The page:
The best of EcoWatch, right in your inbox. Sign up for our email newsletter!
Cousteau to SeaWorld: Captive Orcas 'Need to Be Released'
At a press conference held Wednesday in San Diego, Jean-Michel Cousteau, oceanographic explorer and president of the Ocean Futures Society, urged SeaWorld to free its current population of captive orcas.
"They need to be released and put back into a place where we can keep an eye on them and they can reconnect with nature," Cousteau, who is the son of legendary underwater explorer Jacques Cousteau, said.
On March 17, the scandal-plagued ocean theme park made a dramatic shift when it announced the end of it orca breeding program and that its current population of killer whales will live out their lives at the company’s habitats instead of in the wild or ocean sanctuaries. SeaWorld explained that the orcas were born under human care and have never lived in the wild, they "could not survive in oceans that include environmental concerns such as pollution and other man-made threats."
SeaWorld CEO Joel Manby also explained in a Los Angeles Times op-ed published on the same day of the announcement that marine animals born in captivity would "likely die" if they were released:
If we release them into the ocean, they will likely die. In fact, no orca or dolphin born under human care has ever survived release into the wild. Even the attempt to return the whale from “Free Willy,” Keiko, who was born in the wild, was a failure.
But at the PETA-hosted conference, Cousteau argued against this reasoning seeing as how he and his team personally worked with Keiko after filming. Keiko was rehabilitated and moved to a seaside sanctuary in Iceland where he lived in ocean waters for more than five years.
Back in March, Cousteau also posted a letter to the Los Angeles Times editor in response to Manby's op-ed explaining why Keiko's livelihood was improved after his release:
As we congratulate SeaWorld for announcing this monumental step in ending the captive breeding program; I urge Mr. Manby to reconsider his statement about Keiko and I ask him to understand that the quality of Keiko’s remaining years were significantly enhanced by having an opportunity to live in an ocean sea pen with many weeks of forays in the open ocean. The orcas in SeaWorld are living in bare and boring enclosures. These highly intelligent animals deserve to live their remaining years in natural environment under human care. The overwhelming evidence of orca distress in captivity is far too great to ignore.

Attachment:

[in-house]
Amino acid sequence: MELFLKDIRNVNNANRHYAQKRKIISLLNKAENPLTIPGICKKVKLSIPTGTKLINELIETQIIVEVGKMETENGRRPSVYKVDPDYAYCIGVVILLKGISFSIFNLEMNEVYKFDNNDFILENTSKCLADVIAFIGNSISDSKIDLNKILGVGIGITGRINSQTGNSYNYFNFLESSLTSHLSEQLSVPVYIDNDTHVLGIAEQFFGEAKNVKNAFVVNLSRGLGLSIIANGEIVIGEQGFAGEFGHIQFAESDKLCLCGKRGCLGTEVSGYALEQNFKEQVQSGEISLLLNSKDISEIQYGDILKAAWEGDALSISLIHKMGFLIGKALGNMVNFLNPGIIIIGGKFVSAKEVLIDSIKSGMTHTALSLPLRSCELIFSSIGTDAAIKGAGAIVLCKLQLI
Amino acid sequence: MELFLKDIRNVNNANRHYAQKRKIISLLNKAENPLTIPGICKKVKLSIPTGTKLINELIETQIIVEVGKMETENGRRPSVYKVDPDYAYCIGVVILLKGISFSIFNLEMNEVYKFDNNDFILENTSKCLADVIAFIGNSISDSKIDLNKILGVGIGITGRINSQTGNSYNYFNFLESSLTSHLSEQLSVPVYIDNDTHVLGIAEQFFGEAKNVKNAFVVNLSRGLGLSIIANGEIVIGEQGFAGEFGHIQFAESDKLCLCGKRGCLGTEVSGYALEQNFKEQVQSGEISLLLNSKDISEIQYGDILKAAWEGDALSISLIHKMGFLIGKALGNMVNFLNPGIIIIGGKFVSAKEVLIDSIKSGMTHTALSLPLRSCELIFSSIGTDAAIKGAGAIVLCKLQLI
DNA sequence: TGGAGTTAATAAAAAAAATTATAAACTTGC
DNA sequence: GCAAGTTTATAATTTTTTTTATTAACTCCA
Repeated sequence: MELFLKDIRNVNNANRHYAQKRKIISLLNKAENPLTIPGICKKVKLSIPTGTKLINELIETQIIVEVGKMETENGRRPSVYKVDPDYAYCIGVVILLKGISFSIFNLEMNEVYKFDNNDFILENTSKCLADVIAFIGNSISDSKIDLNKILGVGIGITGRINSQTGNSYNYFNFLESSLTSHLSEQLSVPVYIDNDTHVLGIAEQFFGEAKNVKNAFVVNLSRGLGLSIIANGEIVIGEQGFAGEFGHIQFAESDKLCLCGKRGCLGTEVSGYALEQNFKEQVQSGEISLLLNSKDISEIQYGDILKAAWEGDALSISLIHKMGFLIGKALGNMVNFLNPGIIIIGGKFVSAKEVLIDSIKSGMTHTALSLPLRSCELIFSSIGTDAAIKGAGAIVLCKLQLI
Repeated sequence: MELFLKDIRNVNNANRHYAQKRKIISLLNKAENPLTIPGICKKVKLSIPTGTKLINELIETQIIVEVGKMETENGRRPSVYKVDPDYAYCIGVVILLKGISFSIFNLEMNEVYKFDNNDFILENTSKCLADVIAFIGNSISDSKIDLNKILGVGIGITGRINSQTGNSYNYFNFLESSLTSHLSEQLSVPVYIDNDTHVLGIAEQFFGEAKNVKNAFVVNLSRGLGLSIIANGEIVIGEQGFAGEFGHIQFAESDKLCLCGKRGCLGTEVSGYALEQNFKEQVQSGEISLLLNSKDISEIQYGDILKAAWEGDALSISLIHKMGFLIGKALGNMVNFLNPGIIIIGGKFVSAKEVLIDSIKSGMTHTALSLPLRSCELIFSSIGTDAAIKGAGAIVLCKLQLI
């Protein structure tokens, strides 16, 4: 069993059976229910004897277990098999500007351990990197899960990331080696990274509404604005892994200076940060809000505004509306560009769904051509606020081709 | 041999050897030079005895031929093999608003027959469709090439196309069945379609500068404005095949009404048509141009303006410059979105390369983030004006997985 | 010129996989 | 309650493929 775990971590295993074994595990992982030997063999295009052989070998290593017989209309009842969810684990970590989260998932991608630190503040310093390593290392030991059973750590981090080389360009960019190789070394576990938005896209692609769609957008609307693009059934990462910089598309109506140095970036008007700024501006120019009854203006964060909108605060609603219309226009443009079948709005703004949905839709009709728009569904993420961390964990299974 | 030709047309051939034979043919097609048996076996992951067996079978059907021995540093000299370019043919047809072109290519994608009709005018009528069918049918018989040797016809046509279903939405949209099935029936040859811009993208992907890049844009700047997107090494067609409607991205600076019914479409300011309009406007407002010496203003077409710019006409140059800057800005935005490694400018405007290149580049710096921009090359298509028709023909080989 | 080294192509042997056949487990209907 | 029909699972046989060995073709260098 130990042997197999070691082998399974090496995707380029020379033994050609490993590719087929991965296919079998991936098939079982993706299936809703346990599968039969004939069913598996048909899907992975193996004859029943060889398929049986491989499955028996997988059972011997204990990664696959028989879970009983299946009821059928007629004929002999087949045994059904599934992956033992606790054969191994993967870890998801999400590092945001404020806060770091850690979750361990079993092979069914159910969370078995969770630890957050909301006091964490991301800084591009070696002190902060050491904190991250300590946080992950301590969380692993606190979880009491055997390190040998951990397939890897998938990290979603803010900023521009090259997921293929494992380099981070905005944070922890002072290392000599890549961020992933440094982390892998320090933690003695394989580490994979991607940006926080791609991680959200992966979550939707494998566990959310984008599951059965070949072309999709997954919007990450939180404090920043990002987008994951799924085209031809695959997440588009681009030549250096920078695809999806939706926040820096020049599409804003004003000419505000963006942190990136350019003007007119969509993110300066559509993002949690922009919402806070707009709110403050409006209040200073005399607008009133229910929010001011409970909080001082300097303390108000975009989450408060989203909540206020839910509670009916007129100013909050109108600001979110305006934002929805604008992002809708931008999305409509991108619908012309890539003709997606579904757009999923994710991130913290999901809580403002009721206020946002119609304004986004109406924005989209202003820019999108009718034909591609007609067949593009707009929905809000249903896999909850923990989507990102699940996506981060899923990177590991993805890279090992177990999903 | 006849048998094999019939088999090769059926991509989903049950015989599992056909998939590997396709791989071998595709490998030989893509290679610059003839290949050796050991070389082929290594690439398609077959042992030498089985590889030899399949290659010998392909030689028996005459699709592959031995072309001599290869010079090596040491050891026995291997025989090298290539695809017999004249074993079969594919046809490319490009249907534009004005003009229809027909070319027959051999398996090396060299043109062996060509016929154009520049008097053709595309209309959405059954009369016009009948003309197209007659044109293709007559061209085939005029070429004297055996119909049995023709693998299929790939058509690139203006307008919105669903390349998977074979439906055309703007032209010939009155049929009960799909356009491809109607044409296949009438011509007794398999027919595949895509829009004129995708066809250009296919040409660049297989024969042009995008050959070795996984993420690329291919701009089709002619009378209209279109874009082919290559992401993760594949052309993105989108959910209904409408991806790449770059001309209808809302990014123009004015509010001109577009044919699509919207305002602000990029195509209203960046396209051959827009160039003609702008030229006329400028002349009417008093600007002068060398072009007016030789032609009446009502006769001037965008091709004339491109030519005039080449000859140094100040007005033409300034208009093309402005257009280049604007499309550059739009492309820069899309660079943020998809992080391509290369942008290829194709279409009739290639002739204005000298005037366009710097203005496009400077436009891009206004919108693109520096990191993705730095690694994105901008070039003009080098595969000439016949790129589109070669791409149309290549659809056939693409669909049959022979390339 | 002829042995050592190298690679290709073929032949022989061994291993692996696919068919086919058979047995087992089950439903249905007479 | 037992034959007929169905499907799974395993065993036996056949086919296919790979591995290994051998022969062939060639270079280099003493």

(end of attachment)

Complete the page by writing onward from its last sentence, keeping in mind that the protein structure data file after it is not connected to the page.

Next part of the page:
Cousteau was joined by a panel of experts including neuroscientist and orca expert Lori Marino, physician Dr. Hope Ferdowsian and PETA's captive wildlife veterinarian Heather Rally at the conference yesterday.
Rally said that the orcas will continue to suffer as long as they are displayed at SeaWorld and that the park's backstage tanks "are barely large enough to even accomodate the animal's body."
Dr. Ferdowsian said that the "orcas are waiting for reprieve ... what we need to do is remove the cause of their suffering."
Cousteau urged SeaWorld to be "a leader in showing the rest of the world, where there are other captive orcas, that they can do the same thing."
He suggested that if the theme park was worried about its business after releasing the orcas, they could instead create education centers and give visitors regular updates about its former orca inhabitants, The Guardian reported.
“It would be a win-win for–of course for all the captive marine animals, particularly dolphins and whales–to be put back there,” Cousteau said. “It would be a win-win for all these enterprises who now have access to communications we didn’t have many years ago and can literally educate the public.”
YOU MIGHT ALSO LIKE
EcoWatch Daily Newsletter
Bernie Sanders has become the first contender in the crowded 2020 Democratic presidential primary field to pledge to offset all of the greenhouse gas emissions released by campaign travel, The Huffington Post reported Thursday.
The record flooding in the Midwest that has now been blamed for four deaths could also have lasting consequences for the region's many farmers.
By Ana Santos Rutschman
The world of food and drug regulation was rocked earlier this month by the news of a change in leadership at the Food and Drug Administration. Commissioner Scott Gottlieb resigned and will step down in early April. His temporary replacement is Dr. Ned Sharpless, director of the National Cancer Institute.
On Wednesday the U.S. Environmental Protection Agency (EPA) announced the first 20 chemicals it plans to prioritize as "high priority" for assessment under the Toxic Substances Control Act. Given the EPA's record of malfeasance on chemicals policy over the past two years, it is clear that these are chemicals that EPA is prioritizing to ensure that they are not properly evaluated or regulated.
Which conventionally-grown fruits and vegetables in the U.S. are most contaminated with pesticides? That's the question that the Environmental Working Group answers every year with its "Dirty Dozen" list of produce with the highest concentration of pesticides after being washed or peeled.